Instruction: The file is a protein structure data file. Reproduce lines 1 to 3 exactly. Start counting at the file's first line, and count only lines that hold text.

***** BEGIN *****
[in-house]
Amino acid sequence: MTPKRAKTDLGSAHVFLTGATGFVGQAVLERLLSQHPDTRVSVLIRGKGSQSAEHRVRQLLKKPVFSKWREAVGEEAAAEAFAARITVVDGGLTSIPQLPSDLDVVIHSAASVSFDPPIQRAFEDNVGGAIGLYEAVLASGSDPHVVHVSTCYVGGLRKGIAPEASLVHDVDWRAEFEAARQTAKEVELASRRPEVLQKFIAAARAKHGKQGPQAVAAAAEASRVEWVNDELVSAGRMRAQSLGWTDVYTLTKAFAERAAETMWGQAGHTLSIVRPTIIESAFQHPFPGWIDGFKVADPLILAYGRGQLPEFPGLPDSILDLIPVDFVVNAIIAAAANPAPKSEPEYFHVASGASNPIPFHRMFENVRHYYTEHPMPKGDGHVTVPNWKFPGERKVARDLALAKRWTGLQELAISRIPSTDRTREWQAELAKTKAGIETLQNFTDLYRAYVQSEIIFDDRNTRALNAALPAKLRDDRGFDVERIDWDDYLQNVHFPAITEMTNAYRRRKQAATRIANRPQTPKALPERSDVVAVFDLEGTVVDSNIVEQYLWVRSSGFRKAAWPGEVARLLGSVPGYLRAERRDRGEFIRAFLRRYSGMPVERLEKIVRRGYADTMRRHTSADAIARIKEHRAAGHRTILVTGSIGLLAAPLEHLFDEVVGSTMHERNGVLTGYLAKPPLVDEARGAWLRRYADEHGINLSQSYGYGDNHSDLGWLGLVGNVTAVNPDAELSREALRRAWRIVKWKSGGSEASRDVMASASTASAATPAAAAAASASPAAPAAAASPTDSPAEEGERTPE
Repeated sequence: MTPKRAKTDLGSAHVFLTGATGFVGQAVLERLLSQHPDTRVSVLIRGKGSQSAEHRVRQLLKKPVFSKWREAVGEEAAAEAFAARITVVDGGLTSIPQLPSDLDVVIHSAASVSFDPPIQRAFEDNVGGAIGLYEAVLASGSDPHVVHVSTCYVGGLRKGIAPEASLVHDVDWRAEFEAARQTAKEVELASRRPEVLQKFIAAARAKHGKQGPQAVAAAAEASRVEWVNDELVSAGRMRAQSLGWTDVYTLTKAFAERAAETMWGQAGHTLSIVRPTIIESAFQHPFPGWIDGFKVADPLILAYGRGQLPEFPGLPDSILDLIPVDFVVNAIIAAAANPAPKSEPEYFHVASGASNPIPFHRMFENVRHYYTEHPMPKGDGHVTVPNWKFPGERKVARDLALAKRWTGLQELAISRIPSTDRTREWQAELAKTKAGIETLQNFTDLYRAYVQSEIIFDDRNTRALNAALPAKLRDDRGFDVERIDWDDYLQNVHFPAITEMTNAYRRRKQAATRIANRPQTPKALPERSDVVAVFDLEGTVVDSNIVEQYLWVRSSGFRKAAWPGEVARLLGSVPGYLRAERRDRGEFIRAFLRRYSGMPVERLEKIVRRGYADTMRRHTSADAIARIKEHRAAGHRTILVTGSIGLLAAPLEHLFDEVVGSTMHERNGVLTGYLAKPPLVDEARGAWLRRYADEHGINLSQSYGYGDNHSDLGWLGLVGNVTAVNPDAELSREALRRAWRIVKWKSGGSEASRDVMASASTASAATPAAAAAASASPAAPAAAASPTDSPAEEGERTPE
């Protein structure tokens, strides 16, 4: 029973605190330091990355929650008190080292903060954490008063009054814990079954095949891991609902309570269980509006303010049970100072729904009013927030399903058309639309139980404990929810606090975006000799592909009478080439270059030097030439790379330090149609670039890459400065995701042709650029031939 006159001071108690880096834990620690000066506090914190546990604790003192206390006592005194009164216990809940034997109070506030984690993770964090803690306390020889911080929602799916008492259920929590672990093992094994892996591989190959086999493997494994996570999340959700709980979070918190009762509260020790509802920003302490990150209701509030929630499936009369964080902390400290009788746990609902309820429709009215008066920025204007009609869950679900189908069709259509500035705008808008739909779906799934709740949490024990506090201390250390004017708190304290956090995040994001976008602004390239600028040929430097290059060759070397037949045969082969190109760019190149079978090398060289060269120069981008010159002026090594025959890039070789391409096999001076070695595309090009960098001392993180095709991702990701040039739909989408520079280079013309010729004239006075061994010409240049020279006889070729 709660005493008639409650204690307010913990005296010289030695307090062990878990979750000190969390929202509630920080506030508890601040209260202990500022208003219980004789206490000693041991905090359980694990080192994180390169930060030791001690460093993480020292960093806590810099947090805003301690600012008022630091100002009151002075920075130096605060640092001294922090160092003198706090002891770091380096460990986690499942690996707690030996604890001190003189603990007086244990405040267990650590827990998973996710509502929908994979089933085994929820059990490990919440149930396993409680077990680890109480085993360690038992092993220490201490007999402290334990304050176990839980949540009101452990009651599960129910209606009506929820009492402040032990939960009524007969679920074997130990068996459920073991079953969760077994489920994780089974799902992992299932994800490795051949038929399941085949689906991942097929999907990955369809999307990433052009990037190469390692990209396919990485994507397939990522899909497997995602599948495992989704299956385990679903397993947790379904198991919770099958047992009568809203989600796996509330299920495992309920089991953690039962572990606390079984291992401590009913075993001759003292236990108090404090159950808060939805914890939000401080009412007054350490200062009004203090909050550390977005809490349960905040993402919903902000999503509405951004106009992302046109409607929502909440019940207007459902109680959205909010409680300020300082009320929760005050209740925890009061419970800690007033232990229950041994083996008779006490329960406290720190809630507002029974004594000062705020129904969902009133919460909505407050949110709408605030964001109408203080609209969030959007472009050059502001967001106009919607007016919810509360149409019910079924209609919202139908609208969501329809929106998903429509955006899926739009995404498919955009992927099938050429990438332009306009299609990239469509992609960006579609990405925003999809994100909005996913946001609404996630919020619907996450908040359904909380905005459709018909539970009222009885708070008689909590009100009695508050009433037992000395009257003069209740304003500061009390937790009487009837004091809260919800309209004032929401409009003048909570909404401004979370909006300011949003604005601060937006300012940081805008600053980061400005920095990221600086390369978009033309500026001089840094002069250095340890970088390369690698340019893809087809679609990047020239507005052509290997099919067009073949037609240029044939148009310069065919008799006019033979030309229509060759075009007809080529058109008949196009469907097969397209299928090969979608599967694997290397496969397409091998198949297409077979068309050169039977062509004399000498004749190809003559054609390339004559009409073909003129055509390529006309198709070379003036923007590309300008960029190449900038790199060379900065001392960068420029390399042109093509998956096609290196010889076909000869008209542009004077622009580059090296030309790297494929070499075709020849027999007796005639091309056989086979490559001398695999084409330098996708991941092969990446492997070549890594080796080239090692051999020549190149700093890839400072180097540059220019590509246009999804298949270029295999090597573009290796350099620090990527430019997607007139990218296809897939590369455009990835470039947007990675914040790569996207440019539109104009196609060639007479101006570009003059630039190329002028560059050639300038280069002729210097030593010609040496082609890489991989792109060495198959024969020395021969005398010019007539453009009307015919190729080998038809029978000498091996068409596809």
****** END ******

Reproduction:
[in-house]
Amino acid sequence: MTPKRAKTDLGSAHVFLTGATGFVGQAVLERLLSQHPDTRVSVLIRGKGSQSAEHRVRQLLKKPVFSKWREAVGEEAAAEAFAARITVVDGGLTSIPQLPSDLDVVIHSAASVSFDPPIQRAFEDNVGGAIGLYEAVLASGSDPHVVHVSTCYVGGLRKGIAPEASLVHDVDWRAEFEAARQTAKEVELASRRPEVLQKFIAAARAKHGKQGPQAVAAAAEASRVEWVNDELVSAGRMRAQSLGWTDVYTLTKAFAERAAETMWGQAGHTLSIVRPTIIESAFQHPFPGWIDGFKVADPLILAYGRGQLPEFPGLPDSILDLIPVDFVVNAIIAAAANPAPKSEPEYFHVASGASNPIPFHRMFENVRHYYTEHPMPKGDGHVTVPNWKFPGERKVARDLALAKRWTGLQELAISRIPSTDRTREWQAELAKTKAGIETLQNFTDLYRAYVQSEIIFDDRNTRALNAALPAKLRDDRGFDVERIDWDDYLQNVHFPAITEMTNAYRRRKQAATRIANRPQTPKALPERSDVVAVFDLEGTVVDSNIVEQYLWVRSSGFRKAAWPGEVARLLGSVPGYLRAERRDRGEFIRAFLRRYSGMPVERLEKIVRRGYADTMRRHTSADAIARIKEHRAAGHRTILVTGSIGLLAAPLEHLFDEVVGSTMHERNGVLTGYLAKPPLVDEARGAWLRRYADEHGINLSQSYGYGDNHSDLGWLGLVGNVTAVNPDAELSREALRRAWRIVKWKSGGSEASRDVMASASTASAATPAAAAAASASPAAPAAAASPTDSPAEEGERTPE
Repeated sequence: MTPKRAKTDLGSAHVFLTGATGFVGQAVLERLLSQHPDTRVSVLIRGKGSQSAEHRVRQLLKKPVFSKWREAVGEEAAAEAFAARITVVDGGLTSIPQLPSDLDVVIHSAASVSFDPPIQRAFEDNVGGAIGLYEAVLASGSDPHVVHVSTCYVGGLRKGIAPEASLVHDVDWRAEFEAARQTAKEVELASRRPEVLQKFIAAARAKHGKQGPQAVAAAAEASRVEWVNDELVSAGRMRAQSLGWTDVYTLTKAFAERAAETMWGQAGHTLSIVRPTIIESAFQHPFPGWIDGFKVADPLILAYGRGQLPEFPGLPDSILDLIPVDFVVNAIIAAAANPAPKSEPEYFHVASGASNPIPFHRMFENVRHYYTEHPMPKGDGHVTVPNWKFPGERKVARDLALAKRWTGLQELAISRIPSTDRTREWQAELAKTKAGIETLQNFTDLYRAYVQSEIIFDDRNTRALNAALPAKLRDDRGFDVERIDWDDYLQNVHFPAITEMTNAYRRRKQAATRIANRPQTPKALPERSDVVAVFDLEGTVVDSNIVEQYLWVRSSGFRKAAWPGEVARLLGSVPGYLRAERRDRGEFIRAFLRRYSGMPVERLEKIVRRGYADTMRRHTSADAIARIKEHRAAGHRTILVTGSIGLLAAPLEHLFDEVVGSTMHERNGVLTGYLAKPPLVDEARGAWLRRYADEHGINLSQSYGYGDNHSDLGWLGLVGNVTAVNPDAELSREALRRAWRIVKWKSGGSEASRDVMASASTASAATPAAAAAASASPAAPAAAASPTDSPAEEGERTPE